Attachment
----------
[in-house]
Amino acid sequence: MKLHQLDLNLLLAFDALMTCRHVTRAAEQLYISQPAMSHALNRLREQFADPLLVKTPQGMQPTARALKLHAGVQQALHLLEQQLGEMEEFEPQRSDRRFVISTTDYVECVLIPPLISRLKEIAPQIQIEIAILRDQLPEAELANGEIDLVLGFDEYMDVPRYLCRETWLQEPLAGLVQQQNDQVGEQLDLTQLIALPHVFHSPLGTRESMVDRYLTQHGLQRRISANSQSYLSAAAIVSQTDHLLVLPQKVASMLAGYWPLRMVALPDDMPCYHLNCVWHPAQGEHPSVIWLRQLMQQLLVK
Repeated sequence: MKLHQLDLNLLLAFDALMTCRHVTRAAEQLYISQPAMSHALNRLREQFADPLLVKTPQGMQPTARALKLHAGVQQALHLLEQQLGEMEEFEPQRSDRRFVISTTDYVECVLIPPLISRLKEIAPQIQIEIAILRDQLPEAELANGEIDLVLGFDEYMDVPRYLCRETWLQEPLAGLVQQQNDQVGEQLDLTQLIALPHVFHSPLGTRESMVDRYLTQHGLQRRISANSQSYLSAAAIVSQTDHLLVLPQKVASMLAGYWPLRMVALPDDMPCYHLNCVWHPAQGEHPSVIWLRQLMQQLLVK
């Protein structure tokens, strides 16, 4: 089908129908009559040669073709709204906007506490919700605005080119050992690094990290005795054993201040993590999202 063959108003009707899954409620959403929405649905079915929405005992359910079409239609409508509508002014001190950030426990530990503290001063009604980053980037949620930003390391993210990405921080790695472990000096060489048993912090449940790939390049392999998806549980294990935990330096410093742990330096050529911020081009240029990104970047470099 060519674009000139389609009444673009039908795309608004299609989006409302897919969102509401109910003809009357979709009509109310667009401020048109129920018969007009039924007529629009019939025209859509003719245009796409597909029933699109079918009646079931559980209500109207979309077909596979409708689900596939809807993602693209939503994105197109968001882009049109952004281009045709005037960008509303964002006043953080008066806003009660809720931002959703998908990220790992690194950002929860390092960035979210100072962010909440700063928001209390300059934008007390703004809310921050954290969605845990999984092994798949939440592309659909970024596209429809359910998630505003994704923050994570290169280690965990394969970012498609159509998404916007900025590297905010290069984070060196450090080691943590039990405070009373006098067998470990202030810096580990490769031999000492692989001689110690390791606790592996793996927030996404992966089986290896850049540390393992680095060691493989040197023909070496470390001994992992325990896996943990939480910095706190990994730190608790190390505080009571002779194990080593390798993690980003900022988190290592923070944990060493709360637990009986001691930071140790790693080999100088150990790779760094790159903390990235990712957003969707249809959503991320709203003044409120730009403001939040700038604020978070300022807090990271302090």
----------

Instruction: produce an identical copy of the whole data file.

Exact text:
[in-house]
Amino acid sequence: MKLHQLDLNLLLAFDALMTCRHVTRAAEQLYISQPAMSHALNRLREQFADPLLVKTPQGMQPTARALKLHAGVQQALHLLEQQLGEMEEFEPQRSDRRFVISTTDYVECVLIPPLISRLKEIAPQIQIEIAILRDQLPEAELANGEIDLVLGFDEYMDVPRYLCRETWLQEPLAGLVQQQNDQVGEQLDLTQLIALPHVFHSPLGTRESMVDRYLTQHGLQRRISANSQSYLSAAAIVSQTDHLLVLPQKVASMLAGYWPLRMVALPDDMPCYHLNCVWHPAQGEHPSVIWLRQLMQQLLVK
Repeated sequence: MKLHQLDLNLLLAFDALMTCRHVTRAAEQLYISQPAMSHALNRLREQFADPLLVKTPQGMQPTARALKLHAGVQQALHLLEQQLGEMEEFEPQRSDRRFVISTTDYVECVLIPPLISRLKEIAPQIQIEIAILRDQLPEAELANGEIDLVLGFDEYMDVPRYLCRETWLQEPLAGLVQQQNDQVGEQLDLTQLIALPHVFHSPLGTRESMVDRYLTQHGLQRRISANSQSYLSAAAIVSQTDHLLVLPQKVASMLAGYWPLRMVALPDDMPCYHLNCVWHPAQGEHPSVIWLRQLMQQLLVK
């Protein structure tokens, strides 16, 4: 089908129908009559040669073709709204906007506490919700605005080119050992690094990290005795054993201040993590999202 063959108003009707899954409620959403929405649905079915929405005992359910079409239609409508509508002014001190950030426990530990503290001063009604980053980037949620930003390391993210990405921080790695472990000096060489048993912090449940790939390049392999998806549980294990935990330096410093742990330096050529911020081009240029990104970047470099 060519674009000139389609009444673009039908795309608004299609989006409302897919969102509401109910003809009357979709009509109310667009401020048109129920018969007009039924007529629009019939025209859509003719245009796409597909029933699109079918009646079931559980209500109207979309077909596979409708689900596939809807993602693209939503994105197109968001882009049109952004281009045709005037960008509303964002006043953080008066806003009660809720931002959703998908990220790992690194950002929860390092960035979210100072962010909440700063928001209390300059934008007390703004809310921050954290969605845990999984092994798949939440592309659909970024596209429809359910998630505003994704923050994570290169280690965990394969970012498609159509998404916007900025590297905010290069984070060196450090080691943590039990405070009373006098067998470990202030810096580990490769031999000492692989001689110690390791606790592996793996927030996404992966089986290896850049540390393992680095060691493989040197023909070496470390001994992992325990896996943990939480910095706190990994730190608790190390505080009571002779194990080593390798993690980003900022988190290592923070944990060493709360637990009986001691930071140790790693080999100088150990790779760094790159903390990235990712957003969707249809959503991320709203003044409120730009403001939040700038604020978070300022807090990271302090």